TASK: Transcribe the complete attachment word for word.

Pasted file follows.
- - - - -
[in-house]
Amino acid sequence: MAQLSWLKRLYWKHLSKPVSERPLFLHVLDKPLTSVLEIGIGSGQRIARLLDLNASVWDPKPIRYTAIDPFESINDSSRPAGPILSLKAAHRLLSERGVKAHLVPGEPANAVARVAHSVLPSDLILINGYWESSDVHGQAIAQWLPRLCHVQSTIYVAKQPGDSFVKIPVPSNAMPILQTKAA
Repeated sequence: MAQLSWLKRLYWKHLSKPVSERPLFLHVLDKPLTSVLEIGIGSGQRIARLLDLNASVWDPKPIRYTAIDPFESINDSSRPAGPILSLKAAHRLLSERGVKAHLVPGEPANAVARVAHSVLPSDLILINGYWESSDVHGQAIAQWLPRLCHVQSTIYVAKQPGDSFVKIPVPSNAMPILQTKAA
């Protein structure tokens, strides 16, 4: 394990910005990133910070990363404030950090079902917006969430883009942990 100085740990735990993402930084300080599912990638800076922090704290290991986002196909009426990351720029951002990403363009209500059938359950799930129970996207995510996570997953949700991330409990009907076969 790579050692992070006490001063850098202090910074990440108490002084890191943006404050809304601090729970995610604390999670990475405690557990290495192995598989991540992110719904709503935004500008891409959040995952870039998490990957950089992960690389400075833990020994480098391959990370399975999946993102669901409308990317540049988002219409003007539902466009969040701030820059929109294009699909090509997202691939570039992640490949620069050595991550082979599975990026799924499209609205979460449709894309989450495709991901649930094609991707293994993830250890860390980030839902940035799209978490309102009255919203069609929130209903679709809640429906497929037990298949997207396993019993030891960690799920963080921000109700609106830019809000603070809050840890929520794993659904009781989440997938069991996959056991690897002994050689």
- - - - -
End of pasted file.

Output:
[in-house]
Amino acid sequence: MAQLSWLKRLYWKHLSKPVSERPLFLHVLDKPLTSVLEIGIGSGQRIARLLDLNASVWDPKPIRYTAIDPFESINDSSRPAGPILSLKAAHRLLSERGVKAHLVPGEPANAVARVAHSVLPSDLILINGYWESSDVHGQAIAQWLPRLCHVQSTIYVAKQPGDSFVKIPVPSNAMPILQTKAA
Repeated sequence: MAQLSWLKRLYWKHLSKPVSERPLFLHVLDKPLTSVLEIGIGSGQRIARLLDLNASVWDPKPIRYTAIDPFESINDSSRPAGPILSLKAAHRLLSERGVKAHLVPGEPANAVARVAHSVLPSDLILINGYWESSDVHGQAIAQWLPRLCHVQSTIYVAKQPGDSFVKIPVPSNAMPILQTKAA
């Protein structure tokens, strides 16, 4: 394990910005990133910070990363404030950090079902917006969430883009942990 100085740990735990993402930084300080599912990638800076922090704290290991986002196909009426990351720029951002990403363009209500059938359950799930129970996207995510996570997953949700991330409990009907076969 790579050692992070006490001063850098202090910074990440108490002084890191943006404050809304601090729970995610604390999670990475405690557990290495192995598989991540992110719904709503935004500008891409959040995952870039998490990957950089992960690389400075833990020994480098391959990370399975999946993102669901409308990317540049988002219409003007539902466009969040701030820059929109294009699909090509997202691939570039992640490949620069050595991550082979599975990026799924499209609205979460449709894309989450495709991901649930094609991707293994993830250890860390980030839902940035799209978490309102009255919203069609929130209903679709809640429906497929037990298949997207396993019993030891960690799920963080921000109700609106830019809000603070809050840890929520794993659904009781989440997938069991996959056991690897002994050689």